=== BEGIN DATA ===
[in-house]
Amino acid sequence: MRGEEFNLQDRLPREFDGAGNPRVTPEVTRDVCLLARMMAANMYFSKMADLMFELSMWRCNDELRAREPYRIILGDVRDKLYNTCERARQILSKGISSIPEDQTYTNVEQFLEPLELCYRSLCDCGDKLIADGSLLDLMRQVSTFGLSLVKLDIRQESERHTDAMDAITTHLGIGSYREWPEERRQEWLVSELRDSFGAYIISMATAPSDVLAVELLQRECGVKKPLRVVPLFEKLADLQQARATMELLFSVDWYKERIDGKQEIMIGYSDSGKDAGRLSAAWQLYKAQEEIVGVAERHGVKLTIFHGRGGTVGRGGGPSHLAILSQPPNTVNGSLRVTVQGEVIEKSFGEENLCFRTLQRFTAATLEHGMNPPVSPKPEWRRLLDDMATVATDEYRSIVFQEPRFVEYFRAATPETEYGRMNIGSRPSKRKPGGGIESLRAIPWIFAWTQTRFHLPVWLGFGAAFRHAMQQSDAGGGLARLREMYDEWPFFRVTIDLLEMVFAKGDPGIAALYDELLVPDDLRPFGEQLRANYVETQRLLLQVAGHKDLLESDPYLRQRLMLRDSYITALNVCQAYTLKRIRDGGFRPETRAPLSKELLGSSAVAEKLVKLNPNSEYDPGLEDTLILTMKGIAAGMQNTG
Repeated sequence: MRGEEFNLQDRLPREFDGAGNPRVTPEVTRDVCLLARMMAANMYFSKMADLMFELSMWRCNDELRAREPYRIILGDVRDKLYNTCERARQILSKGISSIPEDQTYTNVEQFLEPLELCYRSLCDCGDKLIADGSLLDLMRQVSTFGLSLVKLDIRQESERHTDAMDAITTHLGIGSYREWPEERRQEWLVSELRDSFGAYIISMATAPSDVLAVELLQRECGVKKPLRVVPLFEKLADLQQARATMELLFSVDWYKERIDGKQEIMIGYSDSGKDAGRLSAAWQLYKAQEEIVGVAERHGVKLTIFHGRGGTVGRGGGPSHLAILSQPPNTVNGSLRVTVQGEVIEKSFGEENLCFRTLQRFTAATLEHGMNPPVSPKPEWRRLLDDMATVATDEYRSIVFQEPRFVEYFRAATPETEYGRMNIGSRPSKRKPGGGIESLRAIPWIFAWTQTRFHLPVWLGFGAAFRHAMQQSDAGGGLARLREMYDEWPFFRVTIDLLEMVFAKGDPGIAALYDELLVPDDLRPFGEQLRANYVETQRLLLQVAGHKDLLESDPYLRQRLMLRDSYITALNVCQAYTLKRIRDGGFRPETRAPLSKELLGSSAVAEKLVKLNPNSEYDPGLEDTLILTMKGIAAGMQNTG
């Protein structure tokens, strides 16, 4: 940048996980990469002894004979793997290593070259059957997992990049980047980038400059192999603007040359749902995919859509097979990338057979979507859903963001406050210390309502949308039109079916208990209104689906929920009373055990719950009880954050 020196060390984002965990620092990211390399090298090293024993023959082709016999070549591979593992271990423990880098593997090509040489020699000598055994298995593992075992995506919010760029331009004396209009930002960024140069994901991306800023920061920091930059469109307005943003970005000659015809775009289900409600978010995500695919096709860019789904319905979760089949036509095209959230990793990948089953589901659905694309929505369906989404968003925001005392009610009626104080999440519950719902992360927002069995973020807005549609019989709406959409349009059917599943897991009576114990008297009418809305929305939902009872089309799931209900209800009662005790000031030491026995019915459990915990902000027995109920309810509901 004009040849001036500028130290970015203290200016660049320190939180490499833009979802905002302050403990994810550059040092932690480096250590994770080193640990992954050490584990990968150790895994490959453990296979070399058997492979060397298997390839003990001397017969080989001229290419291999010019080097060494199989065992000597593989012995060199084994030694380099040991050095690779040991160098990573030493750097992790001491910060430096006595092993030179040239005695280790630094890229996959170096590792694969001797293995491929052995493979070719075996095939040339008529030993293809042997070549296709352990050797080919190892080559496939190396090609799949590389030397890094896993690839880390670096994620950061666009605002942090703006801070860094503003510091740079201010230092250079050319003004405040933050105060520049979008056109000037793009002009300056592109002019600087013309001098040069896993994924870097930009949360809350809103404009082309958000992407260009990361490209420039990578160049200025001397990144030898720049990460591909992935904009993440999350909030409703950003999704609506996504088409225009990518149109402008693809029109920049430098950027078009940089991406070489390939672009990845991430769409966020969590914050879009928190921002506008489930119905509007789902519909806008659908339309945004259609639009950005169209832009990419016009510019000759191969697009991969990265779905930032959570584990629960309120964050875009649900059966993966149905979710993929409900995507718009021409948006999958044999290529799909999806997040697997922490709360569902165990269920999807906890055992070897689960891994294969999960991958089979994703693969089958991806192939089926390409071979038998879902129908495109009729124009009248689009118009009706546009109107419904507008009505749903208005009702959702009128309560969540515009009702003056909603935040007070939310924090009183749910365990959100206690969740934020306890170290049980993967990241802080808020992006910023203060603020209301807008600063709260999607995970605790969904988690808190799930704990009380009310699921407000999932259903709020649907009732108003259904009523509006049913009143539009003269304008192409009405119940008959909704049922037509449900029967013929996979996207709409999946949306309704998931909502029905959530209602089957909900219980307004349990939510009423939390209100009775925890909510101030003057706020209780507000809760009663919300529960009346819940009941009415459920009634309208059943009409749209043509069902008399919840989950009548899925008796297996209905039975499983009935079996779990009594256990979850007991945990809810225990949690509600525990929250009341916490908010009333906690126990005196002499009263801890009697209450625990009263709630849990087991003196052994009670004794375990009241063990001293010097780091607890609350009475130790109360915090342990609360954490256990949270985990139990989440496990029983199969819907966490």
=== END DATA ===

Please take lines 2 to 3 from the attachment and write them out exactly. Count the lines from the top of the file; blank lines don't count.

Amino acid sequence: MRGEEFNLQDRLPREFDGAGNPRVTPEVTRDVCLLARMMAANMYFSKMADLMFELSMWRCNDELRAREPYRIILGDVRDKLYNTCERARQILSKGISSIPEDQTYTNVEQFLEPLELCYRSLCDCGDKLIADGSLLDLMRQVSTFGLSLVKLDIRQESERHTDAMDAITTHLGIGSYREWPEERRQEWLVSELRDSFGAYIISMATAPSDVLAVELLQRECGVKKPLRVVPLFEKLADLQQARATMELLFSVDWYKERIDGKQEIMIGYSDSGKDAGRLSAAWQLYKAQEEIVGVAERHGVKLTIFHGRGGTVGRGGGPSHLAILSQPPNTVNGSLRVTVQGEVIEKSFGEENLCFRTLQRFTAATLEHGMNPPVSPKPEWRRLLDDMATVATDEYRSIVFQEPRFVEYFRAATPETEYGRMNIGSRPSKRKPGGGIESLRAIPWIFAWTQTRFHLPVWLGFGAAFRHAMQQSDAGGGLARLREMYDEWPFFRVTIDLLEMVFAKGDPGIAALYDELLVPDDLRPFGEQLRANYVETQRLLLQVAGHKDLLESDPYLRQRLMLRDSYITALNVCQAYTLKRIRDGGFRPETRAPLSKELLGSSAVAEKLVKLNPNSEYDPGLEDTLILTMKGIAAGMQNTG
Repeated sequence: MRGEEFNLQDRLPREFDGAGNPRVTPEVTRDVCLLARMMAANMYFSKMADLMFELSMWRCNDELRAREPYRIILGDVRDKLYNTCERARQILSKGISSIPEDQTYTNVEQFLEPLELCYRSLCDCGDKLIADGSLLDLMRQVSTFGLSLVKLDIRQESERHTDAMDAITTHLGIGSYREWPEERRQEWLVSELRDSFGAYIISMATAPSDVLAVELLQRECGVKKPLRVVPLFEKLADLQQARATMELLFSVDWYKERIDGKQEIMIGYSDSGKDAGRLSAAWQLYKAQEEIVGVAERHGVKLTIFHGRGGTVGRGGGPSHLAILSQPPNTVNGSLRVTVQGEVIEKSFGEENLCFRTLQRFTAATLEHGMNPPVSPKPEWRRLLDDMATVATDEYRSIVFQEPRFVEYFRAATPETEYGRMNIGSRPSKRKPGGGIESLRAIPWIFAWTQTRFHLPVWLGFGAAFRHAMQQSDAGGGLARLREMYDEWPFFRVTIDLLEMVFAKGDPGIAALYDELLVPDDLRPFGEQLRANYVETQRLLLQVAGHKDLLESDPYLRQRLMLRDSYITALNVCQAYTLKRIRDGGFRPETRAPLSKELLGSSAVAEKLVKLNPNSEYDPGLEDTLILTMKGIAAGMQNTG